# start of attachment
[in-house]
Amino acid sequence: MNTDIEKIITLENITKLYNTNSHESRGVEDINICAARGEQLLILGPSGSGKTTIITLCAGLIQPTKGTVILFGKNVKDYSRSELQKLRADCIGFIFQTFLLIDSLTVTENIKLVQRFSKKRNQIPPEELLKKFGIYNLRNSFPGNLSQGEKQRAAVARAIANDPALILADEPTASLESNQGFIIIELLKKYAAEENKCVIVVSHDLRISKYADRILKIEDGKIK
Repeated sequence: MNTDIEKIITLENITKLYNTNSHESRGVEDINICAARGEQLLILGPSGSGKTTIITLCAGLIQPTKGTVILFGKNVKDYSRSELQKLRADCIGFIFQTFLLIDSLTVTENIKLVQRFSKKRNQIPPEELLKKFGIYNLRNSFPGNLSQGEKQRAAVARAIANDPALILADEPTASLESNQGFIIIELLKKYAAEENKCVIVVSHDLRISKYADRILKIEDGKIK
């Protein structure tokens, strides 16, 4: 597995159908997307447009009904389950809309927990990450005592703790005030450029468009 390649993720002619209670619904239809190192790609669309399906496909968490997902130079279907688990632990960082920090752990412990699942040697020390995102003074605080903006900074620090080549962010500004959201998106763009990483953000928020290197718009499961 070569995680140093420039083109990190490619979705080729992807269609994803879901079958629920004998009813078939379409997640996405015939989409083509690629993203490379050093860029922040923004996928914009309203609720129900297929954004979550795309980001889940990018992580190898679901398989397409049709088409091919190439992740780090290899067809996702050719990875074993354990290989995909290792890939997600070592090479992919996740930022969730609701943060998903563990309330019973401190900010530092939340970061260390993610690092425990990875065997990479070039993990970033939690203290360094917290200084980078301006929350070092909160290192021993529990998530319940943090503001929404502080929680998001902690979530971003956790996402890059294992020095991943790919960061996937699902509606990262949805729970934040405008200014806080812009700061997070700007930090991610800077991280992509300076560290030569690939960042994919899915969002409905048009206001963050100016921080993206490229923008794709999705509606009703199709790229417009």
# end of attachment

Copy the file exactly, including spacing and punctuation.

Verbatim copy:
[in-house]
Amino acid sequence: MNTDIEKIITLENITKLYNTNSHESRGVEDINICAARGEQLLILGPSGSGKTTIITLCAGLIQPTKGTVILFGKNVKDYSRSELQKLRADCIGFIFQTFLLIDSLTVTENIKLVQRFSKKRNQIPPEELLKKFGIYNLRNSFPGNLSQGEKQRAAVARAIANDPALILADEPTASLESNQGFIIIELLKKYAAEENKCVIVVSHDLRISKYADRILKIEDGKIK
Repeated sequence: MNTDIEKIITLENITKLYNTNSHESRGVEDINICAARGEQLLILGPSGSGKTTIITLCAGLIQPTKGTVILFGKNVKDYSRSELQKLRADCIGFIFQTFLLIDSLTVTENIKLVQRFSKKRNQIPPEELLKKFGIYNLRNSFPGNLSQGEKQRAAVARAIANDPALILADEPTASLESNQGFIIIELLKKYAAEENKCVIVVSHDLRISKYADRILKIEDGKIK
């Protein structure tokens, strides 16, 4: 597995159908997307447009009904389950809309927990990450005592703790005030450029468009 390649993720002619209670619904239809190192790609669309399906496909968490997902130079279907688990632990960082920090752990412990699942040697020390995102003074605080903006900074620090080549962010500004959201998106763009990483953000928020290197718009499961 070569995680140093420039083109990190490619979705080729992807269609994803879901079958629920004998009813078939379409997640996405015939989409083509690629993203490379050093860029922040923004996928914009309203609720129900297929954004979550795309980001889940990018992580190898679901398989397409049709088409091919190439992740780090290899067809996702050719990875074993354990290989995909290792890939997600070592090479992919996740930022969730609701943060998903563990309330019973401190900010530092939340970061260390993610690092425990990875065997990479070039993990970033939690203290360094917290200084980078301006929350070092909160290192021993529990998530319940943090503001929404502080929680998001902690979530971003956790996402890059294992020095991943790919960061996937699902509606990262949805729970934040405008200014806080812009700061997070700007930090991610800077991280992509300076560290030569690939960042994919899915969002409905048009206001963050100016921080993206490229923008794709999705509606009703199709790229417009």